The nuclear strong force binds the smallest bits of matter together to form atoms, thereby making our material world possible. Physicists at Brookhaven National Laboratory have made the first-ever measurement of a similar strong force for antimatter — the mirror image of regular matter that lies at the heart of one of…
The best way to study the subatomic particles that make up the most fundamental building blocks of our universe is, of course, to smash them into each other with as much energy as possible. And now physicists at SLAC National Accelerator Laboratory say they’ve found a better way to do that.
Where the hell did the antimatter come from? That’s what atmospheric scientist Joseph Dwyer has been trying to figure out for the past six years, after his research plane accidentally flew through a thunderstorm into a cloud of antimatter in 2009.
Antimatter is treated like an exotic substance, fraught with danger, which can only be harnessed in the future to send star ships to warp speed. However, this isn't true. We use antimatter right now, and we use it in hospitals. Learn how PET scans use positrons to help you.
Back in 1937, an Italian physicist predicted the existence of a single, stable particle that could be both matter and antimatter. Nearly 80 years later, a Princeton University research team has actually found it.
According to theoretical physicists, a quarter of a gram's worth of matter should release five kilotons of energy if it comes into contact with its anti-matter counterpart. Yet we don't see this happening on Earth or elsewhere in space. What's going on?
Antimatter is mysterious, dangerous, and rare. In fiction, it's at the core of Isaac Asimov's positronic brains, the engines on the Enterprise, and the bomb in Dan Brown's Angels and Demons. But in the real world, antimatter is fairly mundane stuff. If the entire universe turned into antimatter, we'd barely notice. Or…
While the Large Hadron Collider is looking for the Higgs boson, we're on the verge of two huge antimatter-related breakthroughs. One could finally solve the universe's oldest mystery, while the other could reveal strange new particles that are perfect for quantum computers.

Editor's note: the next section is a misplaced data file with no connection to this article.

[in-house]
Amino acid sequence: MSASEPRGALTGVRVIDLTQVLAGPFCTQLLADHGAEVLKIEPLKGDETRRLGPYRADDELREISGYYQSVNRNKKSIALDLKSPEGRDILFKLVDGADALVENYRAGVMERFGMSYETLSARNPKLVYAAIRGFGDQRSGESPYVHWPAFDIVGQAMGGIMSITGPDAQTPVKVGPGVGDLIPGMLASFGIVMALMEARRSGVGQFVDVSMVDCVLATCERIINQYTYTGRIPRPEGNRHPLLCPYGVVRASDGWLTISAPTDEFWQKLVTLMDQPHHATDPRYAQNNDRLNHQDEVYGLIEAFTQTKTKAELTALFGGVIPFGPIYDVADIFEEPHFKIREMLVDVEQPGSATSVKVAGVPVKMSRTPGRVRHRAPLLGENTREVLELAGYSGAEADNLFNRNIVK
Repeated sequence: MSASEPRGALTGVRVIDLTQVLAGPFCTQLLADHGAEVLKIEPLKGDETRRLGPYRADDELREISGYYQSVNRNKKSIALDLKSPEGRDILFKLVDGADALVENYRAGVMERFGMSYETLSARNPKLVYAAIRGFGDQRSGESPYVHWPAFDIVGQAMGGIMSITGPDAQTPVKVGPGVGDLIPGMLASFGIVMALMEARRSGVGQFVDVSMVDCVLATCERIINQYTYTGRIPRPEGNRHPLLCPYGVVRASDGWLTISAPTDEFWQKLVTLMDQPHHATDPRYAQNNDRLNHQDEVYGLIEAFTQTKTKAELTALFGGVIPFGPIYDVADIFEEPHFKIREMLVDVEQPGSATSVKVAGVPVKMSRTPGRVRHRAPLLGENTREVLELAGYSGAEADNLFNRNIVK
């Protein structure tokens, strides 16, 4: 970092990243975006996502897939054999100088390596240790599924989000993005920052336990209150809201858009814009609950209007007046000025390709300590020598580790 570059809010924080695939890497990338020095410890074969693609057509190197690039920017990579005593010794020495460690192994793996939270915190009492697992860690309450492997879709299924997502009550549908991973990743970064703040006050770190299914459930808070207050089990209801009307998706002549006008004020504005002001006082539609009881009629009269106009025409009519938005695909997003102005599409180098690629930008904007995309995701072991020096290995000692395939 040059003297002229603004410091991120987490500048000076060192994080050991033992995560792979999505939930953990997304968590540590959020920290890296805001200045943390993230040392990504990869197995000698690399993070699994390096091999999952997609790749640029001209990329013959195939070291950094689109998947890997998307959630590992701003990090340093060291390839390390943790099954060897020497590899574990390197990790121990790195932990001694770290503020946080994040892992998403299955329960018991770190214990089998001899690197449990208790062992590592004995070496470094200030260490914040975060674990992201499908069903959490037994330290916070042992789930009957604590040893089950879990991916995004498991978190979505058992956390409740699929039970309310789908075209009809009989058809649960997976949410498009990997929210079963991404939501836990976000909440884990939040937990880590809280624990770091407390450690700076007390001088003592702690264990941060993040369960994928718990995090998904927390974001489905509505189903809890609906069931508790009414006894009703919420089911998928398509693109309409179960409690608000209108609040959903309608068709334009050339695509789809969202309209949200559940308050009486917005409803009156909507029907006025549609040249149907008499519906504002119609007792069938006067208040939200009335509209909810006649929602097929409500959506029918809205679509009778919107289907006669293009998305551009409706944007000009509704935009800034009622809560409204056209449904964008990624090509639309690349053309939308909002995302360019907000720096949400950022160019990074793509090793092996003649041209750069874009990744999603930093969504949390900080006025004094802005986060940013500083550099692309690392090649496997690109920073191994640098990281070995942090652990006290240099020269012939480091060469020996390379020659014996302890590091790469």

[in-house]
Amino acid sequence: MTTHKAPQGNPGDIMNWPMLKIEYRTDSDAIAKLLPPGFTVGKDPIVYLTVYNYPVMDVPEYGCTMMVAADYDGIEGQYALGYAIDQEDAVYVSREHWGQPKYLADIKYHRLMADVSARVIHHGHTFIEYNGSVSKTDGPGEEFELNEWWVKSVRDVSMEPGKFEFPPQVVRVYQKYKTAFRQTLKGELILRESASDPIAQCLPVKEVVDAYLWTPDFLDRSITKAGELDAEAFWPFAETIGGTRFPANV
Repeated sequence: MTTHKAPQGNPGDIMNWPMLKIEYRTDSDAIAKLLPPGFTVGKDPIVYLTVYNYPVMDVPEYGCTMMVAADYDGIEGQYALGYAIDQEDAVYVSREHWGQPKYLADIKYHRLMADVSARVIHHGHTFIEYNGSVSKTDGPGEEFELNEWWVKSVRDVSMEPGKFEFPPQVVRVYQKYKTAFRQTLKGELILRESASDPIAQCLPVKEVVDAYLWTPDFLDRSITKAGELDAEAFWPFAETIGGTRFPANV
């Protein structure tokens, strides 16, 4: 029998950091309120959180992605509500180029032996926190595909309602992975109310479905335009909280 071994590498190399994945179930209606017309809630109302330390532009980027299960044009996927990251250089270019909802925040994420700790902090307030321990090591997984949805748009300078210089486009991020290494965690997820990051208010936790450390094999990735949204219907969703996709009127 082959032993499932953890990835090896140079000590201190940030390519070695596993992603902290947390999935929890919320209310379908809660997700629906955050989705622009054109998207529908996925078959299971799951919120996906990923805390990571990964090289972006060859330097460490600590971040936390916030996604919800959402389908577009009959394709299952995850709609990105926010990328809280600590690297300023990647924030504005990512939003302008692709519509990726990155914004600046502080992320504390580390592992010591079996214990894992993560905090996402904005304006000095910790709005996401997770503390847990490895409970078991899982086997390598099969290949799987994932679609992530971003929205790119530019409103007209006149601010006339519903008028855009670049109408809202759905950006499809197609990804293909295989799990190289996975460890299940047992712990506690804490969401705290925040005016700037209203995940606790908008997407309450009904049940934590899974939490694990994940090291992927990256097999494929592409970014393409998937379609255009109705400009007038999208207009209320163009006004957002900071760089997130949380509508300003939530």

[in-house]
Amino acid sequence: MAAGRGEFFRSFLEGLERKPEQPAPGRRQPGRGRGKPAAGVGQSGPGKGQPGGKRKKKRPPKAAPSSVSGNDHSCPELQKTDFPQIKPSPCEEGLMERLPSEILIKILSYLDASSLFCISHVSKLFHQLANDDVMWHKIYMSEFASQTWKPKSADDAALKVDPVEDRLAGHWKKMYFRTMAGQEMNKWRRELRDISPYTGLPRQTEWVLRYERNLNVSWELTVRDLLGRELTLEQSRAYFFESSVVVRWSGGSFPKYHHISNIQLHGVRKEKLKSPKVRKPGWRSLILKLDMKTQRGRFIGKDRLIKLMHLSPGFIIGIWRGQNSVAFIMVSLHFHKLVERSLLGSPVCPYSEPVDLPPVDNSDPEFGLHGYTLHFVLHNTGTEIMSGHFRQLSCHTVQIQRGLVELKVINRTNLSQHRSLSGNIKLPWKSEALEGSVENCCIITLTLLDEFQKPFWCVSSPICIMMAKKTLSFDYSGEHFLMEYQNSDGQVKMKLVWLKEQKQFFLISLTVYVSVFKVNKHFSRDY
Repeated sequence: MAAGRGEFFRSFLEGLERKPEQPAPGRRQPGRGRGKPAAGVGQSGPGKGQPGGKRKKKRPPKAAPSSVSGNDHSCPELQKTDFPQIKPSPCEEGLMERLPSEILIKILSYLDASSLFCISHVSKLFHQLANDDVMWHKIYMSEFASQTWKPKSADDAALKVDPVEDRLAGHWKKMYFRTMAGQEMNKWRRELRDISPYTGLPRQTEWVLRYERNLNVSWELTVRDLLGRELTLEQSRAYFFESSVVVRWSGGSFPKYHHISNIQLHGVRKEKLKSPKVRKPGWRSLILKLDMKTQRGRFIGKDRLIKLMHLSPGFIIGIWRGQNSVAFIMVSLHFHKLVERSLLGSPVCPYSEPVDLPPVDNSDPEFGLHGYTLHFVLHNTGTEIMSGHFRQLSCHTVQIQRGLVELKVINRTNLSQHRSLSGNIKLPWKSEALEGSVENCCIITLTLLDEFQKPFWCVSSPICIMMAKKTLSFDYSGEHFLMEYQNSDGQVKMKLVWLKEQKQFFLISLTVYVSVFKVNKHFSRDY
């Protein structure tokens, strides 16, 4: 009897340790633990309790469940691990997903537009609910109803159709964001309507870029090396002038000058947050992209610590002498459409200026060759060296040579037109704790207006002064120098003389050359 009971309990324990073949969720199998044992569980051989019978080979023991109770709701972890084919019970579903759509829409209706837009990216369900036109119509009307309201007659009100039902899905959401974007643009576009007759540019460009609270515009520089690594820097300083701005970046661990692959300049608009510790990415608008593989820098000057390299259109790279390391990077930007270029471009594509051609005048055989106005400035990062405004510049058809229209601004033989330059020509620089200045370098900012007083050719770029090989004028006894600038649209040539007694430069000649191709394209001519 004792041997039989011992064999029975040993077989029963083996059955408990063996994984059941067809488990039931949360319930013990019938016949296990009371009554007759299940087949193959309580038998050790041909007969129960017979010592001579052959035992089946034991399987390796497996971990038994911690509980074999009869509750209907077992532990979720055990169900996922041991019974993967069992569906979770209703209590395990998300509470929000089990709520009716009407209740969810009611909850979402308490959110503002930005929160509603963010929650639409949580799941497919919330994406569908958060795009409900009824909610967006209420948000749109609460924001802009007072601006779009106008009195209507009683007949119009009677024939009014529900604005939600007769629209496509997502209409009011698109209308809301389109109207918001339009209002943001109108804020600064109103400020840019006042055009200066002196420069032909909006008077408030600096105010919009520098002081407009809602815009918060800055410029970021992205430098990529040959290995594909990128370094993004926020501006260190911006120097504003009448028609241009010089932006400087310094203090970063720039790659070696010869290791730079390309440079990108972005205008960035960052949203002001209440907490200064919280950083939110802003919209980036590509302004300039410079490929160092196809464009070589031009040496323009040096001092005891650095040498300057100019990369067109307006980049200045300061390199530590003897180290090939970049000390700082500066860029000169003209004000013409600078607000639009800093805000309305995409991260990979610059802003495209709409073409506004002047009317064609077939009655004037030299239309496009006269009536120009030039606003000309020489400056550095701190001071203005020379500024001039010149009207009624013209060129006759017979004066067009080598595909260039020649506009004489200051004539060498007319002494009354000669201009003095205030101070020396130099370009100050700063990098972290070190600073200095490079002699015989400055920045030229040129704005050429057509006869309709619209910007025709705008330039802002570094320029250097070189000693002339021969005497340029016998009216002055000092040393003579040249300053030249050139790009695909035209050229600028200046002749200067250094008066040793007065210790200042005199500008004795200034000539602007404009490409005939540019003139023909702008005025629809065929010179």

Let's face it: It's only a matter of time until Mars comes after us. We've got lots of water. It doesn't. We've got life. It doesn't. All this might have been okay, but then we alerted Mars to our presence with our various satellites and rovers, and now it's just a matter of time. Here are some ways we might destroy…
The Large Hadron Collider is constantly on the hunt for "new physics" — discoveries that confound and expand our current understanding of the universe... and it may have found one in the decay patterns of a subatomic particle and its antimatter counterpart.
Cosmic rays bring our planet a steady stream of protons, electrons, and other particles. As these collide with nuclei in the upper atmosphere, they create new particles, including antiprotons. And some of this antimatter is sticking around above our world.
If you're like the rest of us, you're almost certainly made of matter. But where did all that delicious, gooey matter come from? In this In this week's "Ask a Physicist" we'll find out.
There's nothing in the laws of physics that actually requires matter to dominate antimatter, and yet all our observations of the universe suggest that that's the case. But some unexpected behavior by ghostly neutrino particles could solve the antimatter mystery.
This seems like a straightforward enough question, but we actually have no idea whether gravity repels or attracts antimatter, all because we've never actually managed to trap enough antimatter at once to test it. That may be about to change.
The Extreme Light Infrastructure is a new project that will build three incredibly powerful new lasers. Capable of creating energy pulses 20 times more powerful than anything before, these new lasers could help us probe the world of weird physics.
Are we ever going to use antimatter to drive a starship?
Antimatter seems impossibly exotic, something that exists only in particle accelerators or in cosmic events many light-years away. But the next time there's a big thunderstorm, look up at the sky: you're looking at the creation of natural antimatter bursts.
Physics is still grappling with two basic questions about the nature of matter: why is there more matter than antimatter, and where and what is all the dark matter? Meet the hypothetical X particle, the potential answer to both questions.
Get ready for that warp drive spaceship, because we are now one step closer to it. After creating antihydrogen in their antiproton decelerator, scientists at CERN have been able to trap antimatter for the first time in history.
Positronium is a particle created when you bind together an electron and its antimatter counterpart, the positron. It doesn't interact with other atoms in the way we would expect, and this discovery could help us solve the universe's biggest mysteries.